Sorghum, a Healthy and Gluten-free Food for Celiac Patients As Demonstrated by Genome, Biochemical, and Immunochemical Analyses
ABSTRACT Wheat ( Triticum spp. L.), rye ( Secale cereal L.), and barley ( Hordeum vulgare L.) seeds contain peptides toxic to celiac patients. Maize ( Zea mays L.) and rice ( Oryza sativa L.) are distant relatives of wheat as well as sorghum ( Sorghum bicolor (L.) Moench) and are known to be safe for celiacs. Both immunochemical studies and in vitro and in vivo challenge of wheat-free sorghum food products support this conclusion, although molecular evidence is missing. The goal of the present study was to provide biochemical and genetic evidence that sorghum is safe for celiac patients. In silico analysis of the recently published sorghum genome predicts that sorghum does not contain peptides that are toxic for celiac patients. Aqueous/alcohol-soluble prolamins (kafirins) from different sorghum varieties, including pure lines and hybrids, were evaluated by SDS-PAGE and HPLC analyses as well as an established enzyme-linked immunosorbent assay (ELISA) based on the R5 antibody. These analyses provide molecular evidence for the absence of toxic gliadin-like peptides in sorghum, confirming that sorghum can be definitively considered safe for consumption by people with celiac disease.
Full-textDOI: · Available from: Pasquale De Vita, Jul 04, 2015
- SourceAvailable from: Jacopo Troisi[Show abstract] [Hide abstract]
ABSTRACT: Mineral nutrients play a fundamental role in the biochemical and physiological functions of biological systems. Cereals may especially be an important source of essential minerals in view of their large daily intake both for human health and nutrition. Sorghum, among the cereals, is a major crop being used for food, feed and industrial purposes worldwide. The objective of this study was to determine the mineral contents in grains of seven white food-grade sorghum hybrids, bred and adapted for growth in the central USA and grown in a Mediterranean area of Southern Italy. The seven hybrids were analyzed for grain ash and for minerals contents. Nutritionally, essential macro-, micro-and trace elements content were investigated. The analysis of essential elements was performed by mass spectrometry using a mix solution of internal isotopes standard. The results demonstrated that food-grade sorghum was characterized by high Mg, Fe and Zn content, high K:Na ratio and low Ca:P ratio, compared to other crops, due to the fact that the grain mineral contents of crop species are influenced by the effects of genotypes and environments. Significant variations in the essential elements content were found among the hybrids which allowed us to divide them into three distinct groups on the basis of their mineral profile by cluster analysis. These results are discussed with reference to the importance of minerals in human nutrition and suggest that, like wheat, it is possible to plan research programs for the improvement and selection of sorghum hybrids with high micronutrients content.Australian Journal of Crop Science 11/2014; 8:1550-1559. · 1.63 Impact Factor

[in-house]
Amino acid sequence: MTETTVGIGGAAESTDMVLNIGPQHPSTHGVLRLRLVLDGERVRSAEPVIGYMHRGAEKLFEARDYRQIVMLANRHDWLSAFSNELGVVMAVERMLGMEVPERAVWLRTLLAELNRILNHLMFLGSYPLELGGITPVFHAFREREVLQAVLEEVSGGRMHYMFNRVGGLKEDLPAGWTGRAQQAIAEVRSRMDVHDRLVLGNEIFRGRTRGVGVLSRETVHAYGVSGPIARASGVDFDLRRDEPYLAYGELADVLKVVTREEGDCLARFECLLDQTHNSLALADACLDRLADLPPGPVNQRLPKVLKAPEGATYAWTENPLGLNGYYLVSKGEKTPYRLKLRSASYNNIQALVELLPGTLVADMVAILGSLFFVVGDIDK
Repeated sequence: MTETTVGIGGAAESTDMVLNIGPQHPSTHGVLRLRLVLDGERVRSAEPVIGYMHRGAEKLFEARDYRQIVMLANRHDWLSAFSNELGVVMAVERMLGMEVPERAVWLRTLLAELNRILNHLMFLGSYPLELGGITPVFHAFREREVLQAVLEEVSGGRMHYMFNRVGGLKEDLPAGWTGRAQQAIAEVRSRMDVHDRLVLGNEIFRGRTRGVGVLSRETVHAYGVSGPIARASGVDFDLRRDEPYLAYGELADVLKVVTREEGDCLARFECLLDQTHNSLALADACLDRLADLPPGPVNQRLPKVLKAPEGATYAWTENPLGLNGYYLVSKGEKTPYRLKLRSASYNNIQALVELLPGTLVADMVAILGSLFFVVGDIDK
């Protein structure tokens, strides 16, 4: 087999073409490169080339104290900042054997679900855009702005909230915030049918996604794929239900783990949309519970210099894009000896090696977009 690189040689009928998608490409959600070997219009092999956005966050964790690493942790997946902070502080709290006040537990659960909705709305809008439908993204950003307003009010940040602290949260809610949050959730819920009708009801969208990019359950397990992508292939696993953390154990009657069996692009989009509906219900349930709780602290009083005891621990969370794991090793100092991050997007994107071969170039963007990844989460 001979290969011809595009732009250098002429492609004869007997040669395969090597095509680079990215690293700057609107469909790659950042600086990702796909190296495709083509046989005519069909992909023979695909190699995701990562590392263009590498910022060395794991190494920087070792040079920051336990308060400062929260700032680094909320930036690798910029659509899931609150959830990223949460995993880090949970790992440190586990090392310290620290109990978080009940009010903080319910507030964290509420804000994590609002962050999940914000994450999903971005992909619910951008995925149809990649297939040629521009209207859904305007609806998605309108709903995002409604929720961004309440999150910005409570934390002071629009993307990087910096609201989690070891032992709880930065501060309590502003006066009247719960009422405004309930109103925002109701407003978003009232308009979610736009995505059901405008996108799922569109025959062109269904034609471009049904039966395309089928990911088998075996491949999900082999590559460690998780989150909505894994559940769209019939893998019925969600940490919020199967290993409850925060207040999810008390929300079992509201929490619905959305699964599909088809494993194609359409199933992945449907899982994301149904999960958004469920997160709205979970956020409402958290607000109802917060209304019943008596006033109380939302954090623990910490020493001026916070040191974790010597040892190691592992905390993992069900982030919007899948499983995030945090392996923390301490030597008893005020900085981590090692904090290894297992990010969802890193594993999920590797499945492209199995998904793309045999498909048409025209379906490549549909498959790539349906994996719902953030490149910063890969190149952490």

- Cereal Chemistry 07/2013; 90(4):000-000. DOI:10.1094/CCHEM-12-12-0165-IA · 1.06 Impact Factor
- [Show abstract] [Hide abstract]
ABSTRACT: Recently, gluten free foods have attracted much research interest motivated by the increasing market. Despite the motivation for developing gluten-free foods it is necessary to have a scientific basis for developing gluten-free foods and the tools for detecting the peptide sequence that could be immune-toxic to some persons. This review will be focused primarily on the cereal-based commodities available for developing gluten free blends, considering naturally gluten-free cereals in addition to oats, and recent transgenic approaches for developing cereals free of immunotoxic gluten. Secondly, the biochemical tools for mimicking gluten network viscoelastic properties will be presented. Finally, special emphasis will be put in compiling the available techniques for gluten detection and quantitation.Journal of Cereal Science 01/2013; 59(3). DOI:10.1016/j.jcs.2013.10.001 · 1.94 Impact Factor